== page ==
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Dramatic video shows lightning strikes from space

Using the Nightpod camera stand aboard the International Space Station, an astronaut captures a series of dramatic lightning strikes as seen from above our clouds.

This electrical storm looks decidedly sci-fi when seen from the ISS. ESA/NASA

Trying to take a snapshot of the Earth from aboard the International Space Station -- let alone a series of them -- is tricky business because they're both rotating at some pretty impressive camera-blurring speeds.

So how do you capture lightning flashes down on Earth with the clarity seen in a new, seven-second video from the European Space Agency? By using the Nightpod camera stand, that's how.

The Nightpod is a special camera stand mounted in the cupola of the ISS that tracks a specific point on Earth as it zooms around the planet at 28,800 km/h (about 17,895 mph), according to the space agency. By compensating for both the rotation of our planet and the ISS itself, it allows cameras to snap super-sharp pictures free from the blur that would otherwise ruin the shots.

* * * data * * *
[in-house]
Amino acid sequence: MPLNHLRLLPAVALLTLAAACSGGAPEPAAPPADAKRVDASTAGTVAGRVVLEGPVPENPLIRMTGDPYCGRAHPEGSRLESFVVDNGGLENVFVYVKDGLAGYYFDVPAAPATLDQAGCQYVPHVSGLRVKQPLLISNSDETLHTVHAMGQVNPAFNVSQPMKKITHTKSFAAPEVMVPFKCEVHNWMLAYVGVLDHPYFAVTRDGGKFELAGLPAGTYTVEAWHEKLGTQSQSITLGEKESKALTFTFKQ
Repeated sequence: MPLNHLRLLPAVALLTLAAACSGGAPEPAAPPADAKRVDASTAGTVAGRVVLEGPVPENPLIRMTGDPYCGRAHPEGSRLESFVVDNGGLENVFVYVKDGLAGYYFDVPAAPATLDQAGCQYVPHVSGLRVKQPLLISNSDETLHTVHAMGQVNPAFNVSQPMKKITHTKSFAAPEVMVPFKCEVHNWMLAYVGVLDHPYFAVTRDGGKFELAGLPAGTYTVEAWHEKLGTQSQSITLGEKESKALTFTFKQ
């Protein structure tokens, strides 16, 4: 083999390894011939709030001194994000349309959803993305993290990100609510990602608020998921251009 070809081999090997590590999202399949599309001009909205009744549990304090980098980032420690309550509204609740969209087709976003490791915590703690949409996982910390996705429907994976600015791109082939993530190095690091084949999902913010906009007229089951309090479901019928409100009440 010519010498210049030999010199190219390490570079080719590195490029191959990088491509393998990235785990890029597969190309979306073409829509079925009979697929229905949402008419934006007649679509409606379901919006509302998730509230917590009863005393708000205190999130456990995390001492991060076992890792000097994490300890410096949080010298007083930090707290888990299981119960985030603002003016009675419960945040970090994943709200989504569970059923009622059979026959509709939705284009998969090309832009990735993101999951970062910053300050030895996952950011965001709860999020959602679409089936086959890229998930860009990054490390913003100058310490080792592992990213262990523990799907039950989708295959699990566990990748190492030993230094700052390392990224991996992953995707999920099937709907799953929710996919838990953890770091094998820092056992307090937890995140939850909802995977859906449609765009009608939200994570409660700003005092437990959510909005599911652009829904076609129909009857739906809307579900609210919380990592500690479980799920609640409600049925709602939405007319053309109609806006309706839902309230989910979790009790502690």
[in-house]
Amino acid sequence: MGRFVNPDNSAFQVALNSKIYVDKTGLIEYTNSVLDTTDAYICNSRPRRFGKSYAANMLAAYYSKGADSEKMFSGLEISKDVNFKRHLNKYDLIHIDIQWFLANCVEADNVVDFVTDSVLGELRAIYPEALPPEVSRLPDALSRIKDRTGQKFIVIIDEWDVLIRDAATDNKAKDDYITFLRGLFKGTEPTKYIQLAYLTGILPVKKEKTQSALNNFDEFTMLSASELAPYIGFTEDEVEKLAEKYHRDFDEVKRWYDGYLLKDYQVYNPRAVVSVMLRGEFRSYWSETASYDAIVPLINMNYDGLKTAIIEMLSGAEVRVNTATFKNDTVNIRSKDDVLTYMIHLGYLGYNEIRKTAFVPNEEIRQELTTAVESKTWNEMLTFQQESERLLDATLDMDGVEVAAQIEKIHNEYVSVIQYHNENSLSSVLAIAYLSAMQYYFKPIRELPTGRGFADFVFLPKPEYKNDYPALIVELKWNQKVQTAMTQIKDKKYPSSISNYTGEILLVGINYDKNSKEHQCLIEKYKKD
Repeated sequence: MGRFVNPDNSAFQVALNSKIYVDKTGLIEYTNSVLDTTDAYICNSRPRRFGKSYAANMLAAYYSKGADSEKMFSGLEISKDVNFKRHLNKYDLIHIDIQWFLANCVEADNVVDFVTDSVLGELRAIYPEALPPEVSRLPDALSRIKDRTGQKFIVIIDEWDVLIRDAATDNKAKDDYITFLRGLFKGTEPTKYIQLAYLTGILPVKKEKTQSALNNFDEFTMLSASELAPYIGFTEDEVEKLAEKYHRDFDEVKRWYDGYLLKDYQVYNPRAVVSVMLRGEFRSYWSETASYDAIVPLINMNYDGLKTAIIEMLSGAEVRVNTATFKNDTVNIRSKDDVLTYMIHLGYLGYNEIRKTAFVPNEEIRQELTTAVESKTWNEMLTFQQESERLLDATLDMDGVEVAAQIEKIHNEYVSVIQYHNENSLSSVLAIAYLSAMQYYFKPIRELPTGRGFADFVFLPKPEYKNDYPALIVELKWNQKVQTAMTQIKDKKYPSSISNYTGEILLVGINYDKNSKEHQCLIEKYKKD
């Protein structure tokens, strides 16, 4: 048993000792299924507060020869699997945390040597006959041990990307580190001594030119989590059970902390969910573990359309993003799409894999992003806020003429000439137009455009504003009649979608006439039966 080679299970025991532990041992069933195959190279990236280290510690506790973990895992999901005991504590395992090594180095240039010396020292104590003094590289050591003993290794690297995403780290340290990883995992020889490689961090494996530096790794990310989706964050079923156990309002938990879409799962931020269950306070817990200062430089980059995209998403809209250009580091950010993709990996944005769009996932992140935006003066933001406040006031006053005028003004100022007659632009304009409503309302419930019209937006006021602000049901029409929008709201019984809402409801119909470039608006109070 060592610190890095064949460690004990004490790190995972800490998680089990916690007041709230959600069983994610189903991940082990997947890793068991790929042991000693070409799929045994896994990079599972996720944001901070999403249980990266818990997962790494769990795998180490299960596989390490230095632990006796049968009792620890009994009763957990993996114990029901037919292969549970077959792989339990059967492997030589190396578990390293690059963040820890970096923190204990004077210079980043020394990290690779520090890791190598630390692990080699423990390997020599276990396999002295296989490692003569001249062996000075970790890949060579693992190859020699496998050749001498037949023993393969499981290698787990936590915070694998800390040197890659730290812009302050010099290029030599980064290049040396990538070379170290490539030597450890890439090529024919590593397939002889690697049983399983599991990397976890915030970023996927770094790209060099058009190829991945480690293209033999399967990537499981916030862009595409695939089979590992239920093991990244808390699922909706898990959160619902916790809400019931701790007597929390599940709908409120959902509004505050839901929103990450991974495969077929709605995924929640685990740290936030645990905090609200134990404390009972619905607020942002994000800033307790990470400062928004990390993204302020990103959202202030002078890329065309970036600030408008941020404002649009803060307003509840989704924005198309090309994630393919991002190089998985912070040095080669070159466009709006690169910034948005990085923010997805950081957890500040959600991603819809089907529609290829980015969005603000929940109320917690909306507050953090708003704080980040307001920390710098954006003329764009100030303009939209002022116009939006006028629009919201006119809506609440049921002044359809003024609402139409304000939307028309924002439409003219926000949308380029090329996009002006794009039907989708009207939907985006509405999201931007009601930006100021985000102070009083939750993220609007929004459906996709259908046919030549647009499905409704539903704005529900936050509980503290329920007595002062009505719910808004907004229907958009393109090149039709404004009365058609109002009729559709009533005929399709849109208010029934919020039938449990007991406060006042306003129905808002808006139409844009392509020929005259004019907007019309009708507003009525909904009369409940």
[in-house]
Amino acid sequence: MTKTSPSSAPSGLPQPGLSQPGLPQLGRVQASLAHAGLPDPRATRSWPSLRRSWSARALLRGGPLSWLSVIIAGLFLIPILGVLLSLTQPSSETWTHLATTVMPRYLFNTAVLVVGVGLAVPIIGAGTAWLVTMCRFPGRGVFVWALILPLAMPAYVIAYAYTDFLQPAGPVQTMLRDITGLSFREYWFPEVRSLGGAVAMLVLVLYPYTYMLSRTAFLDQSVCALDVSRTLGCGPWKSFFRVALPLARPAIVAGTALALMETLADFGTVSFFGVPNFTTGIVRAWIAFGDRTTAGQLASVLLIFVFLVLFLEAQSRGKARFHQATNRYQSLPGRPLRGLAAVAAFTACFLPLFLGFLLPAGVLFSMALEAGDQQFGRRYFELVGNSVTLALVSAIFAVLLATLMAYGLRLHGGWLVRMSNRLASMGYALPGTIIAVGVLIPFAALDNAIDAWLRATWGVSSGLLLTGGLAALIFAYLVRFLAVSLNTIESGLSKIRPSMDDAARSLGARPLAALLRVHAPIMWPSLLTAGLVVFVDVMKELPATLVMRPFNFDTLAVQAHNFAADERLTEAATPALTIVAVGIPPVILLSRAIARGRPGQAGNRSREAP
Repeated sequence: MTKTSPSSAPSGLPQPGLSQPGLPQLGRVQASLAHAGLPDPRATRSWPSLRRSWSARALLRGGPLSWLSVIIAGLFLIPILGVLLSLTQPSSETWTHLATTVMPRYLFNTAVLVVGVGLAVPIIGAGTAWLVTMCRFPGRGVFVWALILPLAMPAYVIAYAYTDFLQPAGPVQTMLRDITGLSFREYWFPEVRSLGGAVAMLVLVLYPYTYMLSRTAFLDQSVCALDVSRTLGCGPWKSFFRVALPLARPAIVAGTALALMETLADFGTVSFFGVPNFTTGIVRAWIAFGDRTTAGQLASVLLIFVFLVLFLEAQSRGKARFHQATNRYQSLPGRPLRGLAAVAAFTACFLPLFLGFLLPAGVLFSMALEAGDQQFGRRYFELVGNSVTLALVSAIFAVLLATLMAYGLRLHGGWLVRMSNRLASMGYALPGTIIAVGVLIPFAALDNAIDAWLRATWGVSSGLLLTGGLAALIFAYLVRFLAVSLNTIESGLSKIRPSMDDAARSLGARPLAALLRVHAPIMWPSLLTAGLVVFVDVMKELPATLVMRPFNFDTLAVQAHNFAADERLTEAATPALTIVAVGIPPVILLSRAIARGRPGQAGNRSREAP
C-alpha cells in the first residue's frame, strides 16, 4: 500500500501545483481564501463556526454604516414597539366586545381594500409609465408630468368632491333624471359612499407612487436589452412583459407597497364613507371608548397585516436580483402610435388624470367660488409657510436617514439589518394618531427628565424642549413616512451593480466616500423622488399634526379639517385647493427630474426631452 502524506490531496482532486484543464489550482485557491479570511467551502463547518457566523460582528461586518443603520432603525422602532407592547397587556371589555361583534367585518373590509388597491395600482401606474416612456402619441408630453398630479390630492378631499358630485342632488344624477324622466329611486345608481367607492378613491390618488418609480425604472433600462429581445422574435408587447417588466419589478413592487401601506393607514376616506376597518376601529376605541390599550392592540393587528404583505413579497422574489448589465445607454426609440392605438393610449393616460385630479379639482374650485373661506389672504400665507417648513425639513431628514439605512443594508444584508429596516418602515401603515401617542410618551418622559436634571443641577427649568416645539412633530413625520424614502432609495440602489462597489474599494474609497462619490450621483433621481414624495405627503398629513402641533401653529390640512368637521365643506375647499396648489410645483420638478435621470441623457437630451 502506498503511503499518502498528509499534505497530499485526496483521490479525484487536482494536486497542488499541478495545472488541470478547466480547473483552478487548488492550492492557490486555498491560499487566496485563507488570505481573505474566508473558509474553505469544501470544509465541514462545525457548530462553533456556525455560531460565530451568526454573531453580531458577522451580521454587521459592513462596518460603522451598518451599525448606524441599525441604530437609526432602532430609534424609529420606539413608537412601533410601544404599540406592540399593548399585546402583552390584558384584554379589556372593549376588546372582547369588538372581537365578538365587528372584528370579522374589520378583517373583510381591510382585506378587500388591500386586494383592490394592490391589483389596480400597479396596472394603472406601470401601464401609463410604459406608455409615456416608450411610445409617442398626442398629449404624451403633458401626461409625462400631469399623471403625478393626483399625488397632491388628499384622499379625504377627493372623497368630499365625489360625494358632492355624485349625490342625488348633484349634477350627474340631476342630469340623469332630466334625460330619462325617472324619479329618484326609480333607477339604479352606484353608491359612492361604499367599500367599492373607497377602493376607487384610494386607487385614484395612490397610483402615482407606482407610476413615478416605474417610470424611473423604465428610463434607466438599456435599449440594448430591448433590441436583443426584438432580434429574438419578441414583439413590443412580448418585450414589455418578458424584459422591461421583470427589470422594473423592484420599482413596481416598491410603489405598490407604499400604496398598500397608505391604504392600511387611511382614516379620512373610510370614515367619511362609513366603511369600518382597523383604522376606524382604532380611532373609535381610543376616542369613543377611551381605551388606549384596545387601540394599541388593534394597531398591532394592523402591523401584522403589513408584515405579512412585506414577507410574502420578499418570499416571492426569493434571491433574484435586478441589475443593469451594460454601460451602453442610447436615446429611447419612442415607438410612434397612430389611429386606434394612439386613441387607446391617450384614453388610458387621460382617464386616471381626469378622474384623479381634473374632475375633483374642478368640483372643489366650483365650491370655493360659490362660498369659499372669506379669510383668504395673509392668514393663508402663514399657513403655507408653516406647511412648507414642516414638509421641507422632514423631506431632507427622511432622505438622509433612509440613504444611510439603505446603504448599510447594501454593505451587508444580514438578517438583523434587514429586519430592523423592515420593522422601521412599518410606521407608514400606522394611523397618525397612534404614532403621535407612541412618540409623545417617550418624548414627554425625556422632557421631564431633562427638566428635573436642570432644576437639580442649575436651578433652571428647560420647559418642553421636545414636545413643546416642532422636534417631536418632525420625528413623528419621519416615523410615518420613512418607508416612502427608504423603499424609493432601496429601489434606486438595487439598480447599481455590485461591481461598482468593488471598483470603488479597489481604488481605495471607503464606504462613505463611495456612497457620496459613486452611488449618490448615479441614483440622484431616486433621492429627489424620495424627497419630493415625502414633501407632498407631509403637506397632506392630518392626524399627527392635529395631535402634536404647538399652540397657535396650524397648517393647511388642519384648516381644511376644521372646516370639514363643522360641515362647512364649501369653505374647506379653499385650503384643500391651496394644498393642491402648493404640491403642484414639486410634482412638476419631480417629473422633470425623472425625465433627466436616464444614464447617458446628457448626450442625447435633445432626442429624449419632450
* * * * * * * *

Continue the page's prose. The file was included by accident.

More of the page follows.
"To calibrate the motors, an astronaut enters the Space Station's altitude, as well as its yaw, pitch and roll," according to the Nightpod website. "These parameters change in orbit but are readily available to astronauts on the Space Station computers. After calibration, all the astronaut has to do is point the camera at the target, release the shutter and Nightpod will automatically compensate for the movement of the Station, keeping the subject steady in the camera's viewfinder during its exposure time."

In the case of the video below, the ESA stitched together 49 Nightpod-aided images of an electrical storm above eastern Romania, according to the Daily Mail. The shots were taken by astronaut André Kuipers from the ISS in June 2012, although the video montage was released by the ESA just last week. Kuipers is the Dutch astronaut who brought the Nightpod camera mount to the ISS .